Turkish President Recep Tayyip Erdogan (L) is welcomed by a group of children in Beijing on Tuesday. Wang Zhao/ AFP
Chinese state media have said Turkish President Recep Tayyip Erdogan told President Xi Jinping that ethnic minorities live happily in Xinjiang, in what would be a stark reversal of Ankara’s past criticism of Beijing’s crackdown in the region.
Erdogan met Xi at the Great Hall of the People in Beijing on Tuesday, four months after the Turkish foreign ministry called the treatment of mostly Muslim Turkic-speaking Uighurs was “a great embarrassment for humanity.”
China has come under growing criticism over its security clampdown in the northwest region, where more than one million Uighurs and other mostly Muslim minorities are believed to be held in a network of internment camps.
Beijing denies forcibly holding people in what it describes as “vocational education centres” where “trainees” learn Mandarin and job skills in an effort to steer them away from religious extremism.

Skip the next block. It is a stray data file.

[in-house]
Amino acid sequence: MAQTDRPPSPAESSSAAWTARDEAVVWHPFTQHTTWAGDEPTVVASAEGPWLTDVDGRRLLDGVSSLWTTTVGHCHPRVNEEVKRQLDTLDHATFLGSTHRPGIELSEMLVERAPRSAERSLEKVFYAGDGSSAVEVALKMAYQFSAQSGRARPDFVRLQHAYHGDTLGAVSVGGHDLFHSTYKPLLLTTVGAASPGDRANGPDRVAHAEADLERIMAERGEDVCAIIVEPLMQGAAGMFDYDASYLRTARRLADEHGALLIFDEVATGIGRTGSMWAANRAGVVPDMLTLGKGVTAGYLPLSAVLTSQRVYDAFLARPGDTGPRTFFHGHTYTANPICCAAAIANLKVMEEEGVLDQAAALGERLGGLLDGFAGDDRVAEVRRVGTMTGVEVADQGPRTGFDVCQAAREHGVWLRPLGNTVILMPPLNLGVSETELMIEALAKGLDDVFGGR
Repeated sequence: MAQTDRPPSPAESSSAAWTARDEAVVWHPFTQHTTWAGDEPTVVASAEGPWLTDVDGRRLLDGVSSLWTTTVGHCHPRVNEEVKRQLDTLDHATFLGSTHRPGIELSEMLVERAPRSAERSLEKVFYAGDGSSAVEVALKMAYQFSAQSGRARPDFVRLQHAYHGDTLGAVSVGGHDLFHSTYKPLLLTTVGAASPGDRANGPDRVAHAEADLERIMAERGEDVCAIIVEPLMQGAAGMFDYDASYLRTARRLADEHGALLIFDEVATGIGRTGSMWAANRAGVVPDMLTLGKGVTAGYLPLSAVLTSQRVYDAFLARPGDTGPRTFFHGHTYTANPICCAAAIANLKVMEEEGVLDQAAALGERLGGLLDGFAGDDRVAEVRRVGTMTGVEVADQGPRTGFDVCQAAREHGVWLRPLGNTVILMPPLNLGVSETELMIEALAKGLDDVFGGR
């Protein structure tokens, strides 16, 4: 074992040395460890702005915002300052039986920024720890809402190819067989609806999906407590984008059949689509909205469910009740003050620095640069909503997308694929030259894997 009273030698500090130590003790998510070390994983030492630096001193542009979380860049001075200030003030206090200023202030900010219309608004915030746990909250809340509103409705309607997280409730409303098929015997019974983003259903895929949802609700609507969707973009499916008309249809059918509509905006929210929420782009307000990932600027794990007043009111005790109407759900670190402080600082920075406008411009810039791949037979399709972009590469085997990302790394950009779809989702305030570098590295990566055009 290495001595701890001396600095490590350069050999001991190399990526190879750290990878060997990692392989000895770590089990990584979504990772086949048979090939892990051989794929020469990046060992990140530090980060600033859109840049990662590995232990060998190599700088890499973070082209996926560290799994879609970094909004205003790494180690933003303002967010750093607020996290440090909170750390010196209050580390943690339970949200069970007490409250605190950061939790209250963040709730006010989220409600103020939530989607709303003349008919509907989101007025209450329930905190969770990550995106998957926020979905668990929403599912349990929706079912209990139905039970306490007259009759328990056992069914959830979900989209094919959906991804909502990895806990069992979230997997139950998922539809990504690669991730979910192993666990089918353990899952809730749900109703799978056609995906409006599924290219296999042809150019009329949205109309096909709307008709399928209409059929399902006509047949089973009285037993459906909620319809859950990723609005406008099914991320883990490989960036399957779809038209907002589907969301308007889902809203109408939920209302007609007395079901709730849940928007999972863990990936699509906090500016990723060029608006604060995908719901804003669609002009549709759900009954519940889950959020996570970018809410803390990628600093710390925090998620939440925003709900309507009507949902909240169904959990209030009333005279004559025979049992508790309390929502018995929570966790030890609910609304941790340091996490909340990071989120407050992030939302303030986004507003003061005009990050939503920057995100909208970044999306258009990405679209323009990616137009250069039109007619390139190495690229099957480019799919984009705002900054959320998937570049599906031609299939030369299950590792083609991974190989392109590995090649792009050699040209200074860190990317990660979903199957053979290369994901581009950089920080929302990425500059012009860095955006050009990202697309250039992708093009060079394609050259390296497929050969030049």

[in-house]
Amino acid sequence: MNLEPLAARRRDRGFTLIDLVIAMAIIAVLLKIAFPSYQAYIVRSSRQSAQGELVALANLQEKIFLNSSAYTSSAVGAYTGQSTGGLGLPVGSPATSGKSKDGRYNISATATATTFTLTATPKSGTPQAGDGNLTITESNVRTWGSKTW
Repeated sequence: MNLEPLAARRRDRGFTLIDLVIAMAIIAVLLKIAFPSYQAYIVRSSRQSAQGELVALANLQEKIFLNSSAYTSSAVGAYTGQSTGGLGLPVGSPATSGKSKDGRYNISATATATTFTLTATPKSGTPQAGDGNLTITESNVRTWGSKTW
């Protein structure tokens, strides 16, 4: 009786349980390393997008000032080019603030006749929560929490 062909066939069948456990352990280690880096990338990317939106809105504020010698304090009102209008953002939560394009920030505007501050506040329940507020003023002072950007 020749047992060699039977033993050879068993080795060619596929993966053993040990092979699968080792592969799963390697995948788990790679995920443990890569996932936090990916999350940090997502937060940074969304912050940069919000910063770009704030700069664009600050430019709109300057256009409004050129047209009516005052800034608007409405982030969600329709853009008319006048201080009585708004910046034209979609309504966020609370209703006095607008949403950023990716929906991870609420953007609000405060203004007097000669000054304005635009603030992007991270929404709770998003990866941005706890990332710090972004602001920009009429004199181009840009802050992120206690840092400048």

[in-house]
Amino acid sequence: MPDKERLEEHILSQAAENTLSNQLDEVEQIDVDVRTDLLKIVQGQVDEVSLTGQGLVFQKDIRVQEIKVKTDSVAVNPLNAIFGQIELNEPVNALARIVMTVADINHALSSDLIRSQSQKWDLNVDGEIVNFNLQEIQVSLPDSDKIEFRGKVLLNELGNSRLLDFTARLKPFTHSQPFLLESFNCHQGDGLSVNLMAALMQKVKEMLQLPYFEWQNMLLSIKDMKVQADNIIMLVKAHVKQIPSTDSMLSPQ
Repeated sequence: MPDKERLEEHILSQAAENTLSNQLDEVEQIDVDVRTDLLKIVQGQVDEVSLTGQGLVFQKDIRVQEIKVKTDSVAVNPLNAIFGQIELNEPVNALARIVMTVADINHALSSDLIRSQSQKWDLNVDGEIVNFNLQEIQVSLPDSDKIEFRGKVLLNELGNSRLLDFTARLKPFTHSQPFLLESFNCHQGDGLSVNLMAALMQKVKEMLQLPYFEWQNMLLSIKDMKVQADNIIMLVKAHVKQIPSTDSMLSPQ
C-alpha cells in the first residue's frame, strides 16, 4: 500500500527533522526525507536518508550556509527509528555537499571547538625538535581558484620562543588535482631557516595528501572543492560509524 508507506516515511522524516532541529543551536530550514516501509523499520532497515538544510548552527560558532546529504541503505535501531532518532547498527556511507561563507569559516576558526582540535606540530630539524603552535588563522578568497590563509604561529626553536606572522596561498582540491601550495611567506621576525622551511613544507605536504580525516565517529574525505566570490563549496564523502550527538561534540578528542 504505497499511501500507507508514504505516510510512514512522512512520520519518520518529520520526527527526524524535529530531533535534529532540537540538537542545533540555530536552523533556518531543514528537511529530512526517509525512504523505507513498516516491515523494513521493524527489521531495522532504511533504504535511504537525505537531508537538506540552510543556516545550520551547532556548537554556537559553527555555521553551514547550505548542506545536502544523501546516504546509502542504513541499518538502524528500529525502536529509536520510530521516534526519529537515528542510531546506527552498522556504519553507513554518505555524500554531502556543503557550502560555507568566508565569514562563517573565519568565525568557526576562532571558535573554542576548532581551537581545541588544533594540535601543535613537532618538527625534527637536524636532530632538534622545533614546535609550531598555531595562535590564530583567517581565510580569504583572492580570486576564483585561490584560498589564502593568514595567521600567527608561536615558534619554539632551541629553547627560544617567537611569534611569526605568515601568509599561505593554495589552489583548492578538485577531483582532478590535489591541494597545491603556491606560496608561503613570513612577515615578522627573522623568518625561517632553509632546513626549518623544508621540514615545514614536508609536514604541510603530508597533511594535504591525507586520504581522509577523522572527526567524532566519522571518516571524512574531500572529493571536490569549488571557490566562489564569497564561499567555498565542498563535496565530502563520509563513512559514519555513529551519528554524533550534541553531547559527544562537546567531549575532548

Muslim countries had been largely silent about China’s treatment of Uighurs until Turkey’s statement in February, but the official Xinhua news agency reported nicer words from Erdogan on Tuesday.
“Turkey stays committed to the one-China policy, Erdogan said, stressing that residents of various ethnicities living happily in Xinjiang Uighur Autonomous Region thanks to China’s prosperity is a hard fact, and Turkey will not allow anyone to drive a wedge in its relations with China,” Xinhua reported.
“He also expressed the readiness to deepen political mutual trust and strengthen security cooperation with China in opposing extremism,” it added.
China on Monday defended its vast network of re-education camps in Xinjiang and said it would continue “training” residents, following explosive government document leaks detailing surveillance and control of the region’s Uighur population.
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